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As St. Louis venues drop coronavirus safety rules, concertgoers party like it’s 2019

Leon Hatter, a St. Louis Symphonic Orchestra usher from Florrisant, checks over a vaccination card belonging to Mary Neal, of University City, on Friday, Dec. 3, 2021, before a performance of the St. Louis Symphony Orchestra at Powell Hall in St. Louis, Missouri.
Brian Munoz
St. Louis Public Radio
St. Louis Symphony Orchestra usher Leon Hatter checks ticketholder Mary Neal's vaccination card in December. Such scenes are a thing of the past as venues drop most coronavirus safety protocols, though they could return.

The rules for attending live performances in St. Louis have changed dramatically since St. Louis and St. Louis County officials let indoor mask mandates expire in March.

In addition to dropping mask requirements, most venues have stopped requiring attendees to show proof of COVID-19 vaccination or a recent negative coronavirus test.

Some artists do still require venues to keep such rules in effect, even if for one night only.

Fans wanting to see Bastille at the Factory in Chesterfield on May 31 won’t need to wear a mask or show proof of COVID-19 vaccination. But anyone headed to Still Woozy at the same venue the next night will.

Yves Tumor was the only artist in the past several weeks who required masks and proof of vaccination for a show at the Old Rock House in St. Louis, said managing partner Tim Weber.

“My belief the whole time was that by me creating a mandate, I wasn't really going to convince anybody to do anything. But if their favorite artists ask them to do something, maybe it would push them in one direction or another,” Weber said. “And boy, most of the artists have gotten rid of all of their policies and restrictions.”

As local levels of infections, COVID-19 hospitalizations and deaths have decreased since the peak of the Omicron variant outbreak in January, audience sizes have swelled. Like many music venues in the U.S., the Old Rock House had been seeing historically large numbers of no-shows — for months, only 70% of ticket-buyers were actually turning up for their events. In the past three to four weeks, Weber said that rate is back to a pre-pandemic norm of about 98%.

At venues operated by the Kranzberg Arts Foundation, including the Dark Room, the Grandel and the Big Top, event producers have the option of enforcing pandemic safety protocols — but few do.

“While the community level [of coronavirus infections] is low, we're allowing presenters and artists to make the decisions for their productions that they're most comfortable with and that their audiences are most comfortable with,” Executive Director Chris Hansen said. “We’re at a moment where we get this reprieve. And I’m seeing that level of comfort, and just more and more people getting to enjoy things the way they used to enjoy them.”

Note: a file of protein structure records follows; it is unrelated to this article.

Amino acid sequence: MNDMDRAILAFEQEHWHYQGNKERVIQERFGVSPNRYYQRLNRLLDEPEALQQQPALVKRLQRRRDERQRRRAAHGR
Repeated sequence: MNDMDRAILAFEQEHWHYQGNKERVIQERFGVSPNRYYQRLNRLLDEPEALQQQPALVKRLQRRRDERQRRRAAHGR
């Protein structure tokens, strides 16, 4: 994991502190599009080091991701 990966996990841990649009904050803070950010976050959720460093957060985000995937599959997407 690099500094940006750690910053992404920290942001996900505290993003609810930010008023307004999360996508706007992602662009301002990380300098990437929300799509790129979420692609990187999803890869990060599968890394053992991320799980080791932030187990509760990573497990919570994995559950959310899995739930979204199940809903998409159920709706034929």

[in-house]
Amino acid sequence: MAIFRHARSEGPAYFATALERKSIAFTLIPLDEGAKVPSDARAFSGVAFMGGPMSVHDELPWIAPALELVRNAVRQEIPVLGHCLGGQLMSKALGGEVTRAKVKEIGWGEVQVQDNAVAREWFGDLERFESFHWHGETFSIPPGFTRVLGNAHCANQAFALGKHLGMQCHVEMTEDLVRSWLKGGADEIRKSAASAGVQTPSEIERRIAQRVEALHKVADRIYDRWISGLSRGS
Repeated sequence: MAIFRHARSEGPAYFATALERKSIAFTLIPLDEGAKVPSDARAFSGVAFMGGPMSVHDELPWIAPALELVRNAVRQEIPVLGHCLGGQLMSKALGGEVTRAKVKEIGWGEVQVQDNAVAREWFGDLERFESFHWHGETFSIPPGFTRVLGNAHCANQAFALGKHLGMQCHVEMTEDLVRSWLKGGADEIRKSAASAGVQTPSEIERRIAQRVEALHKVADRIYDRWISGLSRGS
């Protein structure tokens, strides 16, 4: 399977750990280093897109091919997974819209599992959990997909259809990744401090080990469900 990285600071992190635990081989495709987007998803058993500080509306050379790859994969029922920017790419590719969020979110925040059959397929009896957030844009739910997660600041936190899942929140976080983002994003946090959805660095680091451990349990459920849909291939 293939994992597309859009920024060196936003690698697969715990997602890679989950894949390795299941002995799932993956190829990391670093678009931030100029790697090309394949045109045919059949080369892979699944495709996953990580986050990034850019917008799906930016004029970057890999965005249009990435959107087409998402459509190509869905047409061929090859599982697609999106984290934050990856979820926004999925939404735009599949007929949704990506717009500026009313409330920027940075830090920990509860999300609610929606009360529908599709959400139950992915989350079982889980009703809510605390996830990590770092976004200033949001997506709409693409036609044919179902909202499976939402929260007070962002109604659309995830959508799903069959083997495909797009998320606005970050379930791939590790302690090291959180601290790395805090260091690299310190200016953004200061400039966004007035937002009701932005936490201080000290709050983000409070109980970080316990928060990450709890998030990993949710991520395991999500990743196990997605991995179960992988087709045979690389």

Audiences seem increasingly comfortable.

“I think the proof is in the attendance,” Hansen said.

St. Louis Symphony Orchestra stopped requiring masks or proof of vaccination from concertgoers at Powell Hall in April.

The Fabulous Fox Theatre no longer requires masks or proof of vaccination for attendees of touring Broadway musicals that perform there. There were few masks to be seen in the audience at a recent performance of “Hamilton.” But local theater companies must still follow rules they agreed to with the actors union earlier in the pandemic.

For its production of “The 39 Steps,” which ended in April, the Repertory Theatre of St. Louis continued to require audience members to mask and show proof of vaccination. The theater also maintained its policy of holding back some seats from sale, to provide for social distancing within the audience.

Its contracts with Actors’ Equity Association and four other unions that represent stage managers, designers and other creative staff are in effect until July, Managing Director Danny Williams said. Those deals require regular coronavirus testing for staff in addition to audience masking.

By requiring masking and proof of vaccination longer than many other venues, Williams said, the Rep received more pushback from the public than it did earlier in the pandemic.

“We’d get some people who would come up to us and say, ‘Thank you so much for continuing to socially distance, it's a great relief,’” Williams said. “And then we'd have other people sending us emails saying, ‘How dare you continue to do this.’”

The Rep will not provide for social distancing in the audience when it starts its next season in August. It is holding off on decisions about other safety measures.

After producing abbreviated productions on a temporary outdoor stage last year, Opera Theatre of St. Louis will return in May to full-length productions at Webster University’s Loretto-Hilton Center for the Performing Arts. Neither the Muny nor St. Louis Shakespeare Festival have announced plans to require masks, proof of vaccination or social distancing when they start their new seasons in June.

Kranzberg leaders will continue to monitor the level of local coronavirus infections and may bring restrictions back if necessary, Hansen said.

Follow Jeremy on Twitter: @jeremydgoodwin

Jeremy is the arts & culture reporter at St. Louis Public Radio.

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